21 January 2008

Licensing Costs

This article about the cost of unlicensed software use has left me wondering how commercial software will deal with unlicensed users. Specifically, will they treat them as "the enemy" as the commercial music industry seems to do on a regular basis? I doubt it, actually.

The software business has a lot more experience in dealing with the licensing of content than the music industry has, since everything the software business does is by definition digital. We have been through the copy protection schemes, the hardware dongles, the secret activation keys, and these have probably worked to some extent and the other thing they have done is helped fuel the open software movement.

Free and open software is important for many reasons social, political and practical but I think software licensing schemes like these, that make it a pain to use commercial software, that are at least partially responsible for users looking for alternatives, and free and open software is a pretty attractive alternative.

When you can get the software for free, without worrying about whether or not you are licensed properly, get free upgrades on a regular basis, have it supported by teams of people, and know that you can transfer it to any machines and use it forever at no cost... well, that seems like a much better option. The fact that's even more reliable and secure than the commercial alternative is gravy.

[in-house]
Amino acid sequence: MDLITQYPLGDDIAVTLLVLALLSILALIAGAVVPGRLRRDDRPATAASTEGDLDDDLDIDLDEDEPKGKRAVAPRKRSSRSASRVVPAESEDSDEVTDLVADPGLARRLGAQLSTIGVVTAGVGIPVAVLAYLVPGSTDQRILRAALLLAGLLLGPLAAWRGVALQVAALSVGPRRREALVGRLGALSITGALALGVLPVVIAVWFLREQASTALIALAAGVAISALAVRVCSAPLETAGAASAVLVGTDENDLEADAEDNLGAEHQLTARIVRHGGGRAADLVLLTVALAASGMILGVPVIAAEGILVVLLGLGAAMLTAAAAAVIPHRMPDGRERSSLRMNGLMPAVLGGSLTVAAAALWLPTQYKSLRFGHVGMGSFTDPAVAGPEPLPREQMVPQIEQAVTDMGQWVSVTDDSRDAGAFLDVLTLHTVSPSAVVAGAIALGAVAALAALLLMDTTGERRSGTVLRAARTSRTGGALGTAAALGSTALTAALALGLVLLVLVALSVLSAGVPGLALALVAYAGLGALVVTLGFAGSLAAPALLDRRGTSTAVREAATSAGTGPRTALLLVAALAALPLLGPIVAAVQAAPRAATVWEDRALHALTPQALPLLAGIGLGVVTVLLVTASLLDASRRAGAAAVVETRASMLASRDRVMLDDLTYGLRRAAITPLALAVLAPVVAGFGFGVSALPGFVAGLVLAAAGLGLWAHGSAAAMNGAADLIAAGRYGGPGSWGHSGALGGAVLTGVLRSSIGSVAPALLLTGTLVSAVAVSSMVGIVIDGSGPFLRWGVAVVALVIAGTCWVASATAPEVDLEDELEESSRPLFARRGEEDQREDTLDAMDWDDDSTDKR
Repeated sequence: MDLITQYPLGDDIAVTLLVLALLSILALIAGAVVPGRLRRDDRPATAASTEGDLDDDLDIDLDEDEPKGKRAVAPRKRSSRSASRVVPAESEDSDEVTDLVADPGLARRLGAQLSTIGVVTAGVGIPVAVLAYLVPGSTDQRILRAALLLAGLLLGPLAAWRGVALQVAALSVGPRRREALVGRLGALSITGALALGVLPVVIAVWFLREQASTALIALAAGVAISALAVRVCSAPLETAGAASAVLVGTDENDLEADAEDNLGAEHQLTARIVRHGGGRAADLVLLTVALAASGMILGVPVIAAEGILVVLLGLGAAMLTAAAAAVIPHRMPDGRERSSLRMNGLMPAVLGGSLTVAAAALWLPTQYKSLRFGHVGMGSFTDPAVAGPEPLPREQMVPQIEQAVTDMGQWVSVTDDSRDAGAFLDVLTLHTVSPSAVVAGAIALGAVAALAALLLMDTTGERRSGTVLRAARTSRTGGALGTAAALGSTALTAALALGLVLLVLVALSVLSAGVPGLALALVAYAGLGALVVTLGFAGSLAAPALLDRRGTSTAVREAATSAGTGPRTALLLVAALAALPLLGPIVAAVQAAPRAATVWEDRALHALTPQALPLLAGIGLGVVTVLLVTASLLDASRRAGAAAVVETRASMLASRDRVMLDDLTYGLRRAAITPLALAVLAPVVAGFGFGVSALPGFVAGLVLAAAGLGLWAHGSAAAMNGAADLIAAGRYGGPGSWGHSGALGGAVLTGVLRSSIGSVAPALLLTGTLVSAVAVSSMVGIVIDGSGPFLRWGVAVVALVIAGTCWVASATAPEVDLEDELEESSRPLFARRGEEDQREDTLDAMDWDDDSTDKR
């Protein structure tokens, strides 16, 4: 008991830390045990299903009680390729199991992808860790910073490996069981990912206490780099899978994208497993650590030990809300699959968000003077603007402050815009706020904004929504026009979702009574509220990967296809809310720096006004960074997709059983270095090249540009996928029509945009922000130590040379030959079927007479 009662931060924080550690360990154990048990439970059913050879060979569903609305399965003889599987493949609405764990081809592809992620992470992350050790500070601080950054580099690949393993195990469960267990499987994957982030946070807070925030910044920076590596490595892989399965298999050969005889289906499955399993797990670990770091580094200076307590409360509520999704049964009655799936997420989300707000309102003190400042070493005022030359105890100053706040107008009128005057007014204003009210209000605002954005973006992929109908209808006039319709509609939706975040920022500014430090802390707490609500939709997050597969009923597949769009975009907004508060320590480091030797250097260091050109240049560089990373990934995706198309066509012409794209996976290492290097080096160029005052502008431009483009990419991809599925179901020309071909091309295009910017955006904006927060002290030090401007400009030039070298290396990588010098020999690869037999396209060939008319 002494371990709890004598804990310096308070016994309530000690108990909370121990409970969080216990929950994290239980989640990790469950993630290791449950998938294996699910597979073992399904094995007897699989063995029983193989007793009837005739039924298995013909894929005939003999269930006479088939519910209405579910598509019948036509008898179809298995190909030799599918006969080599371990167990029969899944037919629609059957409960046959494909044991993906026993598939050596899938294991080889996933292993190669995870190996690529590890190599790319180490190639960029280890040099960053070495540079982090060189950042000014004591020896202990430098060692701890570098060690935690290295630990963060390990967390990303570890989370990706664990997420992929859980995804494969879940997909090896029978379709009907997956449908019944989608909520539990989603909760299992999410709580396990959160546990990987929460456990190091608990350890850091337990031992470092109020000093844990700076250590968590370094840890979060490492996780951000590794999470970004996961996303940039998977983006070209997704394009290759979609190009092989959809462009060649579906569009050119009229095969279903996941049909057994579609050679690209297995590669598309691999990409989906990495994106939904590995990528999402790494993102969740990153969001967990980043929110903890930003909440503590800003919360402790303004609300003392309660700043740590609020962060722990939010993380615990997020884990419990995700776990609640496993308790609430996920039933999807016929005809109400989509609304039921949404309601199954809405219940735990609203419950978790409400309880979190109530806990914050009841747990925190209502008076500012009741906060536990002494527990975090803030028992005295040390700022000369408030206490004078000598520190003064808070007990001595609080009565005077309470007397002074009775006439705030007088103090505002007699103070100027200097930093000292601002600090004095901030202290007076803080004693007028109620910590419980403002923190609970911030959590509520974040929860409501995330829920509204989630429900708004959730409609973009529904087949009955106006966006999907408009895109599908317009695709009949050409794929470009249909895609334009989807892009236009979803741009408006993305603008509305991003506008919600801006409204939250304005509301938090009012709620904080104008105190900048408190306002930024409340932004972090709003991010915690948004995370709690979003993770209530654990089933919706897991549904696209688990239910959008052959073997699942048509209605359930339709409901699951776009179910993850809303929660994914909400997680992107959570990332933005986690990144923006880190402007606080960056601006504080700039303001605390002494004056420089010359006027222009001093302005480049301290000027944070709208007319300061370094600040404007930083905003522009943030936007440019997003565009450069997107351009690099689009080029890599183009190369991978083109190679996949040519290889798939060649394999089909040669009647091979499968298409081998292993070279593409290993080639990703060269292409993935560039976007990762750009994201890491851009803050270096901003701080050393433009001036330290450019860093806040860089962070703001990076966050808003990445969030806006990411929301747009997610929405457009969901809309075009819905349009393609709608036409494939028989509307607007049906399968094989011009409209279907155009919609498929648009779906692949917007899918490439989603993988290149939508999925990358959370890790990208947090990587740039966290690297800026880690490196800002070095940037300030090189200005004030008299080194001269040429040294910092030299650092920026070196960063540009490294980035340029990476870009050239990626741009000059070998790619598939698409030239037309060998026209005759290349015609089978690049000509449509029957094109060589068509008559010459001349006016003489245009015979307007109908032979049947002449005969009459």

There is obviously a market for innovative commercial software, and happily some of that is still being produced, and some of it is even no cost!

But a lot of commercial software just offers the same old licensing, same big sticker price, same old promises, and a shiny new look... but putting lipstick on a pig doesn't change the fact that it's a pig.

19 January 2008

Adventures in Ubuntu

I have been using Linux in my business and on my personal machines since 2002. In my business I have used it mostly for file and print serving, Apache services, database services and tunnelling services and for these things it's been amazingly stable and rewarding. In my personal life I have used it for file serving and to just play around and to have another desktop in the house for the kids and I to get comfortable with. What I have resisted though is actually using Linux as my main desktop. That is, until now.

This past year I purchased a new Dell M1330 Laptop. It's a beautifully designed small laptop that packs a big punch. It also came with Vista. After using Vista for nine months or so now, I am of the opinion that Vista represents one of the biggest opportunities for Linux on the desktop. Say no more.